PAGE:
Making Friends as an Adult

Life is hard. Grown-up life is even harder. There are jobs to go to, bills and taxes to pay, and don’t even get me started on all the laundry. But one of the hardest things to do as an adult is make friends.

The friends I made in college are ones that I will treasure for the rest of my life. There are so many memories of late night study parties and taco runs, road trips, shopping sprees, coffee dates, all-nighters spent talking, stupid home videos, selfies, and days wishing school wouldn’t be over quite so soon. Now most of my friends are spread out across the world (as far away as China even!) and while Skype is great, it isn’t the same.

When we first moved back to Columbia in September, I was worried that most of my friends had left. I knew a couple people from college who had stayed in the area, but we had never been super close, and I felt really lonely for a long time. I realized that it’s really hard to make friends as an adult. The whole “Hey want to share my crayons?” might have worked in elementary school, but I think if I walked up to a stranger asking the same question, I’d get weird looks.

So really, this post is less of a Step by Step checklist, and more of a letter to myself back in September. I wish it hadn’t taken me so long to figure some of this out. So here goes…

Dear Hannah,
I know you’re lonely. I’m sorry. Being lonely sucks. You’re afraid you won’t connect with people well or that you’re too weird for people to actually want to be friends with you. I’m writing this letter to you to give you some tips moving forward, starting with the most important thing to remember through this un-fun and scary process: Don’t be afraid. But we’ll come back to that in a second.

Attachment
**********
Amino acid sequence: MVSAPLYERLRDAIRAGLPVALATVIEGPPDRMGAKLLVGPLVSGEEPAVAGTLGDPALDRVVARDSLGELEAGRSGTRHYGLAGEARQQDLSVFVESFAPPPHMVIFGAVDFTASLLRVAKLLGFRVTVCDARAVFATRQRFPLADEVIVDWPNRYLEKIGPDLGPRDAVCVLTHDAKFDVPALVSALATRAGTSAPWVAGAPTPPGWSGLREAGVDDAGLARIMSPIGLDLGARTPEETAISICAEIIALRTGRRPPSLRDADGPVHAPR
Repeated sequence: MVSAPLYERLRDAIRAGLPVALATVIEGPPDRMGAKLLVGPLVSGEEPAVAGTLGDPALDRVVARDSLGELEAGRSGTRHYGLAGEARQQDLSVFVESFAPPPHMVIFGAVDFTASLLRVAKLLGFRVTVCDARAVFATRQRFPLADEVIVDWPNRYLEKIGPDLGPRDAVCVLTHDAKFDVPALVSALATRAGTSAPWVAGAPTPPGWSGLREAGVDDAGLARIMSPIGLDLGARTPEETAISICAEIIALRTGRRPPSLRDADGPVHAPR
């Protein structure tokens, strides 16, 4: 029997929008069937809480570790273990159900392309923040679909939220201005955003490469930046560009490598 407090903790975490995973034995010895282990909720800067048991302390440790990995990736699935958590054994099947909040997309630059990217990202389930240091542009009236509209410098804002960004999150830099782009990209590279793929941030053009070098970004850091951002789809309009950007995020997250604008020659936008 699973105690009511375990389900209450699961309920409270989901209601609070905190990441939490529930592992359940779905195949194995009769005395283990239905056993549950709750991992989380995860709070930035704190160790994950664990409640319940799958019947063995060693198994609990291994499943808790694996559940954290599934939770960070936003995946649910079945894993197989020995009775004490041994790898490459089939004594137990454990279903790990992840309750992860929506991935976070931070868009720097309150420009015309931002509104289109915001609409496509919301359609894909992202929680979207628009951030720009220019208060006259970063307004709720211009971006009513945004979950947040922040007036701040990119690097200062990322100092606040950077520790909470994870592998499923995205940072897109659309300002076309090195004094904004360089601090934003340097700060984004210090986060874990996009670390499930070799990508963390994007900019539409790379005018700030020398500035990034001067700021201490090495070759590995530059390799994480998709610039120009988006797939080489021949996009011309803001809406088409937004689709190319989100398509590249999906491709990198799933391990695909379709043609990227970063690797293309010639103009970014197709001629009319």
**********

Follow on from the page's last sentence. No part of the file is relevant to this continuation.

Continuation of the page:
First, the most obvious place to make friends is your work place. You’re all stuck in the same building, or area of space, for hours on end, so why wouldn’t you find something to talk about together? You’re going to meet a girl named Michelle at work very soon, and I promise you’re going to become fast friends. Ask more of your co-workers out for coffee. Somewhere far far far away from the store. Believe me, you both need the break from work.

Second, also an obvious one, reach out to the people you knew from college. Don’t give the excuse that you aren’t super close. That’s a dumb excuse. They need new friends too. Go to dinner with Kayla and Michael (and make it a regular thing), go shopping with Christa, and do movie nights with Sydney. They’re already your friends, invest in them.

Third, talk to the people in your nerd group. Play more games at firefly, connect with D&D squads near you, find fellow writers through MeetUp, and for heaven’s sake, bring food. People love food. They’ll be less likely to blow you off if you become known as the girl who always has food.

Be genuine. Be honest. Life is way short not to be. Do you know them well? No? Be honest anyways. Don’t be afraid to be real with total strangers. Be kind to whoever you pass. You never know when you’ll see them again. And most importantly, beyond everything else you could possibly do to make friends: Don’t be afraid. Fear of being rejected and lonely feeds into self sufficiency. When you decide to be self sufficient, you’re going to think you can do everything on your own. You against the world. But a one person team gets lonely real fast, and I know you were made to be surrounded by people. You’re literally going to die if you don’t get some extroverted time. Just don’t let your fear of looking stupid stop you from reaching out. And yeah, you’re going to look stupid sometimes. You’re going to find yourself in conversations where you have no idea what the other person is talking about. And that’s ok. Ask question, learn. Spend less time talking and more time listening. I promise it’ll work itself out in the end.

Now go on out there with your brownies and cupcakes and rice crispy treats and make friends. I believe in you. And if you ever find yourself getting discouraged, come talk to me again. I’ll be right here waiting.

With much love, and dearest affection for a younger self, Best of Luck.

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